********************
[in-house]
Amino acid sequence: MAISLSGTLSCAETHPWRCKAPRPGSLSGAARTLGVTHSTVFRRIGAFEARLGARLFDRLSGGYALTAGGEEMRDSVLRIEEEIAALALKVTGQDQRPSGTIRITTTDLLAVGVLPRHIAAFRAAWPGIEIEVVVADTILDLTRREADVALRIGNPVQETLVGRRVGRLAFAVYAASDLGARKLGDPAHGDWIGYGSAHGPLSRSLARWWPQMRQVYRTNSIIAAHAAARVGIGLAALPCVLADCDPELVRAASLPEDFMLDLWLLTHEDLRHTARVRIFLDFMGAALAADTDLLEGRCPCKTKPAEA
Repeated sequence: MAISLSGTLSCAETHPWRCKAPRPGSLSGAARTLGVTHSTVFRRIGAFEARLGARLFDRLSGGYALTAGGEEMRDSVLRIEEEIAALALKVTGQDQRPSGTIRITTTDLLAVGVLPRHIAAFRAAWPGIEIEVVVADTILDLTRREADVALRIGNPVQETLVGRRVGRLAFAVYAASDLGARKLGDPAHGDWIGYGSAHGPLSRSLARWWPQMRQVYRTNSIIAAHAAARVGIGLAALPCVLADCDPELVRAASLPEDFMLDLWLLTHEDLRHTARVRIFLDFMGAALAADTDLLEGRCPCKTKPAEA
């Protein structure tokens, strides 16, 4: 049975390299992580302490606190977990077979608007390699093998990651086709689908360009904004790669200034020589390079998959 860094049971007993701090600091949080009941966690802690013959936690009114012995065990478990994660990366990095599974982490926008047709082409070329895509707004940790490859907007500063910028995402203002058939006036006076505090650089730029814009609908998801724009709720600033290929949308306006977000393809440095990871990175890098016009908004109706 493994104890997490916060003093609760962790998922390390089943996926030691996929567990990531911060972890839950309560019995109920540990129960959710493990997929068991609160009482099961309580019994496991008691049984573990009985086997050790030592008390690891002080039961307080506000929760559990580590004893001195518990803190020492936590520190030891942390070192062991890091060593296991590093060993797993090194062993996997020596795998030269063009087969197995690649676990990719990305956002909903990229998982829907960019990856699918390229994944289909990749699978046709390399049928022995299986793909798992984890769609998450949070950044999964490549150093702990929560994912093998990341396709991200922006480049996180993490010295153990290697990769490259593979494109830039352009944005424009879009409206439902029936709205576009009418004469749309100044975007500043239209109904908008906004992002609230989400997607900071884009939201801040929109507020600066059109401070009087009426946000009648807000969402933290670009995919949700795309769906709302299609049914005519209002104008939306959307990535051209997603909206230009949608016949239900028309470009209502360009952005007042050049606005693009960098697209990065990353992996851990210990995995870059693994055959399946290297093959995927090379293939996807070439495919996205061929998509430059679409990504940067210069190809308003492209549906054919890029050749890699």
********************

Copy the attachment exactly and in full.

[in-house]
Amino acid sequence: MAISLSGTLSCAETHPWRCKAPRPGSLSGAARTLGVTHSTVFRRIGAFEARLGARLFDRLSGGYALTAGGEEMRDSVLRIEEEIAALALKVTGQDQRPSGTIRITTTDLLAVGVLPRHIAAFRAAWPGIEIEVVVADTILDLTRREADVALRIGNPVQETLVGRRVGRLAFAVYAASDLGARKLGDPAHGDWIGYGSAHGPLSRSLARWWPQMRQVYRTNSIIAAHAAARVGIGLAALPCVLADCDPELVRAASLPEDFMLDLWLLTHEDLRHTARVRIFLDFMGAALAADTDLLEGRCPCKTKPAEA
Repeated sequence: MAISLSGTLSCAETHPWRCKAPRPGSLSGAARTLGVTHSTVFRRIGAFEARLGARLFDRLSGGYALTAGGEEMRDSVLRIEEEIAALALKVTGQDQRPSGTIRITTTDLLAVGVLPRHIAAFRAAWPGIEIEVVVADTILDLTRREADVALRIGNPVQETLVGRRVGRLAFAVYAASDLGARKLGDPAHGDWIGYGSAHGPLSRSLARWWPQMRQVYRTNSIIAAHAAARVGIGLAALPCVLADCDPELVRAASLPEDFMLDLWLLTHEDLRHTARVRIFLDFMGAALAADTDLLEGRCPCKTKPAEA
């Protein structure tokens, strides 16, 4: 049975390299992580302490606190977990077979608007390699093998990651086709689908360009904004790669200034020589390079998959 860094049971007993701090600091949080009941966690802690013959936690009114012995065990478990994660990366990095599974982490926008047709082409070329895509707004940790490859907007500063910028995402203002058939006036006076505090650089730029814009609908998801724009709720600033290929949308306006977000393809440095990871990175890098016009908004109706 493994104890997490916060003093609760962790998922390390089943996926030691996929567990990531911060972890839950309560019995109920540990129960959710493990997929068991609160009482099961309580019994496991008691049984573990009985086997050790030592008390690891002080039961307080506000929760559990580590004893001195518990803190020492936590520190030891942390070192062991890091060593296991590093060993797993090194062993996997020596795998030269063009087969197995690649676990990719990305956002909903990229998982829907960019990856699918390229994944289909990749699978046709390399049928022995299986793909798992984890769609998450949070950044999964490549150093702990929560994912093998990341396709991200922006480049996180993490010295153990290697990769490259593979494109830039352009944005424009879009409206439902029936709205576009009418004469749309100044975007500043239209109904908008906004992002609230989400997607900071884009939201801040929109507020600066059109401070009087009426946000009648807000969402933290670009995919949700795309769906709302299609049914005519209002104008939306959307990535051209997603909206230009949608016949239900028309470009209502360009952005007042050049606005693009960098697209990065990353992996851990210990995995870059693994055959399946290297093959995927090379293939996807070439495919996205061929998509430059679409990504940067210069190809308003492209549906054919890029050749890699």